Dave!!!
 

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Shell is in the list of high-detergent gasolines (I think BP is another one in the US), which some car manufacturers recommend, especially with direct injection engines. I always run Shell premium in my car. I try to get to Shell on the bike if possible, always mid-grade regardless of the brand.
 

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I have read in the past that to use premium in an engine designed to use regular will result in carbon build up on pistons due to improper ignition of fuel. Before long the engine will not run right on regular.

I always use what the owners manual says, maybe modern fuel inj engines will allow you to use premium but I use my bike daily year round and 50 cent to a dollar extra per fill up is lots of $ in a year, I know I'm a bit of a tight wad.
 

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I have read in the past that to use premium in an engine designed to use regular will result in carbon build up on pistons due to improper ignition of fuel. Before long the engine will not run right on regular.

I always use what the owners manual says, maybe modern fuel inj engines will allow you to use premium but I use my bike daily year round and 50 cent to a dollar extra per fill up is lots of $ in a year, I know I'm a bit of a tight wad.
I agree -- when it comes to octane rating, that's the one thing I always go with what the manufacturer recommends.
 

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I always use the fuel that the manual says partly because it should be best for the bike, but even more so because I'm afraid if something goes wrong the warranty will be void if I am using fuel that I shouldn't be.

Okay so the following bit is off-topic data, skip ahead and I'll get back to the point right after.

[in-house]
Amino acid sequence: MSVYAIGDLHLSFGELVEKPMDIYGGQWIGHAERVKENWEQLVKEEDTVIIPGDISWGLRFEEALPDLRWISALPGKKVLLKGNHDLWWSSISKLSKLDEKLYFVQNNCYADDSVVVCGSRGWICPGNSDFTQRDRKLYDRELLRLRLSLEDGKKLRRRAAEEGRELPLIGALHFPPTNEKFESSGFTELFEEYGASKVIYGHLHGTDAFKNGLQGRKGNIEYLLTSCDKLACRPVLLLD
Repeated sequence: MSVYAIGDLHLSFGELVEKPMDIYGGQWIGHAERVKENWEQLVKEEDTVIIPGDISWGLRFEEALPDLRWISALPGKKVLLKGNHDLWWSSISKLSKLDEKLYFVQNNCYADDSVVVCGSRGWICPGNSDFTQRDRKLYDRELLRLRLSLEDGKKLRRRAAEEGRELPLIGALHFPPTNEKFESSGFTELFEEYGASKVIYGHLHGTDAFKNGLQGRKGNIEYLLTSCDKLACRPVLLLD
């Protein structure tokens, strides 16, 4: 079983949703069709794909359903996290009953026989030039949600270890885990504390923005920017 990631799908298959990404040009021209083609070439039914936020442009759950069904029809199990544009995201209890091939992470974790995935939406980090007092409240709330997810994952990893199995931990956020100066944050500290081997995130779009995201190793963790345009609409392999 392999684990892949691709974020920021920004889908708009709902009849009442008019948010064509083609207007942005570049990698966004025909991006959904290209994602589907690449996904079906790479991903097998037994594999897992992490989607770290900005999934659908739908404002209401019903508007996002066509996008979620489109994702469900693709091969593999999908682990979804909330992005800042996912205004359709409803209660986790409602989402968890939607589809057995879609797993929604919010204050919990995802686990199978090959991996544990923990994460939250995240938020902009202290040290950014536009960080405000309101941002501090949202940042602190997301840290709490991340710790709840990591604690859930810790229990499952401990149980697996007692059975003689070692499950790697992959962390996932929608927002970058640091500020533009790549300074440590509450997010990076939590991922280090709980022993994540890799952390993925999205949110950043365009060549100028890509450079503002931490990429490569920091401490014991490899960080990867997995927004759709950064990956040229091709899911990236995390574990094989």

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When ya pull the plugs,they will tell ya if the motor is running good,bad,or indifferent,and it doesn't really make any difference whether you're using regular,high test,or rocket fuel.lol Carbon build up is caused from an ignition problem,a bad valve,a bad ring,a bad piston,a problem with the carb or injector,bad fuel,or short hop driving.The short hop driving, or lack of use, is probably the biggest contributor when it comes to carbon build up cause the motor just doesn't get up to temperature.And to help keep this problem at a minimum,fuel additives such as,fuel injector cleaner,Sea Foam,or Startron should be added on a regular basis.I do it on ALL my vehicles and equipment,as well as the fleet I maintained for over 35 years.So there's some food for thought for you guys. Dave!!!
 

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I should start adding something for my cars since at least one usually ends up sitting for long periods of time and when I do take the car it's not a long trip (too busy riding the bike everywhere).

I used to add MMO to the fuel in my GW years ago, and even in my Burgman 650 on occasion.